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Columnist Margot Darling on embracing her latest creature comforts

PUBLISHED: 15:36 05 August 2014

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From city living to country farmstead – Margot is fully embracing her latest creature comforts

With the bleating of lambs and clucking of hens to be heard at all hours in the garden, it appears, dear Reader that overnight Margot and Jerry HQ has become a smallholding of sorts. Since we bundled two cats and a puppy in the back of the car alongside our girls at the start of our countryside adventure, there have been feathered newcomers and woolly additions - and now house and garden are in danger of resembling a rescue home for all things farmyard.

You can imagine that Jerry has been none too impressed with the fact that he never knows what he’ll be coming home to when he trundles up the driveway after a day in the Big Smoke. Animals just seem to have a habit of appearing on the doorstep looking for a home, and I couldn’t possibly turn them away could I?

It all started with talk of pigs. One night, over a glass of wine after a parish meeting, I mentioned that I had always liked the idea of keeping pigs and fattening them up for slaughter. Think of all that delicious roast pork to be had and parma hams drying in the shed. As everyone knows, the only bit of a pig that you can’t eat is the squeak. However, after much consternation, it was obvious that the locals weren’t up for the idea of pigs in the village. Poor little porkers, I’ve always thought them rather sweet. But it was decided that they were far too smelly and untidy for our little corner of rural Hampshire. It has already been universally agreed by most in the village that I’m completely mad - all efforts to try and dissuade me from keeping livestock being completely futile.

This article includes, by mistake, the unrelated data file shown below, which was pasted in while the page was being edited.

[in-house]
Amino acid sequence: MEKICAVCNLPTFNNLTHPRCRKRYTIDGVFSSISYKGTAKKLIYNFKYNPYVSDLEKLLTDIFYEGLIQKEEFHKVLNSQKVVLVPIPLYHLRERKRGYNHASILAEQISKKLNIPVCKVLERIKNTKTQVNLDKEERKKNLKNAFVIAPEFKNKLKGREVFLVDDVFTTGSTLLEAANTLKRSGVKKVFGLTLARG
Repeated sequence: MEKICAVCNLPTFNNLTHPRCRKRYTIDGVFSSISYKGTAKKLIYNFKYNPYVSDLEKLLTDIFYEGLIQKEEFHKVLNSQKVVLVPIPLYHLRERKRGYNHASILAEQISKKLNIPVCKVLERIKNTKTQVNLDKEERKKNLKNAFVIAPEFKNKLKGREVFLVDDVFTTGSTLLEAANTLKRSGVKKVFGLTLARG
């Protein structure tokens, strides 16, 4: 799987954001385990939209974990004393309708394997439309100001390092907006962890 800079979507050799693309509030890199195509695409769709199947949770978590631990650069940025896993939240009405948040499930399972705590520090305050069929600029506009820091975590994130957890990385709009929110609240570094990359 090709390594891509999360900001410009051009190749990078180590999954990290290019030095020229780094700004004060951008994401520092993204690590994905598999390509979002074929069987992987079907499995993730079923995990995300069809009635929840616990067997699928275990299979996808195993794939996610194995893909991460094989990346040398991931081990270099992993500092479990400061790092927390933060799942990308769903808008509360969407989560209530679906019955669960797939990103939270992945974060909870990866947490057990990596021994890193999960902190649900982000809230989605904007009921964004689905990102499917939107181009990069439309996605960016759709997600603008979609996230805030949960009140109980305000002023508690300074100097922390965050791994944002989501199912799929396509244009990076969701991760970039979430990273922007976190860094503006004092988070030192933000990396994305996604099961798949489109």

In the course of the discussion I miraculously managed to convince a lovely couple in the village that if pigs weren’t a goer, maybe a joint enterprise with a couple of lambs would be the next best thing? So when the telephone rang and it was the local farmer looking to offload a couple of orphan lambs, I jumped at the chance and bundled all three into the back of Jerry’s Land Rover.

Honestly, I thought that I had really done him a favour upping the farming ‘street cred’ of his so-called rural vehicle but oh no, Jerry hasn’t stopped going on about the fact that he can’t rid his beloved Lanny of the stench of incontinent travelling lambs.

Still, that aside, I must admit he has been remarkably patient. Considering that we’ve spent the last few months bottle feeding at all hours, turning Jerry’s shed into a makeshift sheep shelter, dealing with hens deciding not to lay and installing a poorly lamb in luxury accommodation (a cardboard box with fluffy towels) by the new Everhot for a night or two, I’d say that with all the creature kerfuffle Jerry really ought to be polishing his husbandly halo about now.

“You’ll never eat these ones,” said a local sheep farmer, when I was spied talking to the lambs as they followed me round the field. “Don’t let Jerry hear you say that,” I joked back. “He’s rather looking forward to a good lamb bhuna when the time comes.” Shaking his head, he chuckled and said “You’re too soft for farming.”

With our woolly lawnmowers steadily gaining weight and broody hens recovering, we skipped off for a day in the New Forest, picnicking with ponies in glorious summer sunshine.

On the journey home, mulling over what a lovely day we’d all had, I wondered for a moment whether maybe, just maybe, there was room at home for a donkey...

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